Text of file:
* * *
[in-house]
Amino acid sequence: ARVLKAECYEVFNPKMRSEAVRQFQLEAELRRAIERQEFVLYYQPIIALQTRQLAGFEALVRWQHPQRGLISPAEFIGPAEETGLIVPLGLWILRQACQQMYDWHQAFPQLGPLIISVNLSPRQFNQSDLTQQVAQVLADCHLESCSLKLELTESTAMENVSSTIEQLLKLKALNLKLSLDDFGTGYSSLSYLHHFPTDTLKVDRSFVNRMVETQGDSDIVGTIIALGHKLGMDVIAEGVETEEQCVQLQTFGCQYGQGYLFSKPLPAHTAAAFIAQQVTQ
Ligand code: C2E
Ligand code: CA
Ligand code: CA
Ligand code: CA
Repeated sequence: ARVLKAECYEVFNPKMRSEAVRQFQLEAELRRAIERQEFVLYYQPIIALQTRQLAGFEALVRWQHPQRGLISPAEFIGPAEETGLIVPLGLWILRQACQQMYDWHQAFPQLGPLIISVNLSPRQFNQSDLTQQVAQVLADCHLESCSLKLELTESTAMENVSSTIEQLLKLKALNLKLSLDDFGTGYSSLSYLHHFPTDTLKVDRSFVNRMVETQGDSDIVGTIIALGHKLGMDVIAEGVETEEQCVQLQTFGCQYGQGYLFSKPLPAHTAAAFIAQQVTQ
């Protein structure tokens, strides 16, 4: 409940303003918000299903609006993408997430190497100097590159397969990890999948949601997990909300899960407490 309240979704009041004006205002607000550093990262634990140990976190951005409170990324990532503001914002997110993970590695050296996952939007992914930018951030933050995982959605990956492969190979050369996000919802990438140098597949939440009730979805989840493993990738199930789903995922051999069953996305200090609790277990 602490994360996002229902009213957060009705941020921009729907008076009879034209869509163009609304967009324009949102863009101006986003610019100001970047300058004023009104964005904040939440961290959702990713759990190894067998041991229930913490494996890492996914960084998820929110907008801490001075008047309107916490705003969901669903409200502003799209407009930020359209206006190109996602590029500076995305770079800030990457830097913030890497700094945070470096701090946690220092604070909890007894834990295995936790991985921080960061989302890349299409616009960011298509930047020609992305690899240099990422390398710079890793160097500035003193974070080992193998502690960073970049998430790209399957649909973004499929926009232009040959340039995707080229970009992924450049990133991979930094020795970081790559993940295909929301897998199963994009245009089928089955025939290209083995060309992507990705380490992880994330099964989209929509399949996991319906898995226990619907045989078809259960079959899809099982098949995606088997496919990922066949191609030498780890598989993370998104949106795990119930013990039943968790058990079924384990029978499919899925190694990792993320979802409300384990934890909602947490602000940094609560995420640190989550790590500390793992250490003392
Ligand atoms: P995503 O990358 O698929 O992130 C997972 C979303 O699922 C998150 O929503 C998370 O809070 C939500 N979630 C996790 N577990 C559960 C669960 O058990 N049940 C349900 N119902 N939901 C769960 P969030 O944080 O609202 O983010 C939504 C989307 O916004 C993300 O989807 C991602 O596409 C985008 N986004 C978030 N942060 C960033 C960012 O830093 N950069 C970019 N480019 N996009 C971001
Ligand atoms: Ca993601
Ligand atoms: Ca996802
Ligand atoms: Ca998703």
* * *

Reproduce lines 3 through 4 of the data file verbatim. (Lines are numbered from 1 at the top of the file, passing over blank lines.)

Ligand code: C2E
Ligand code: CA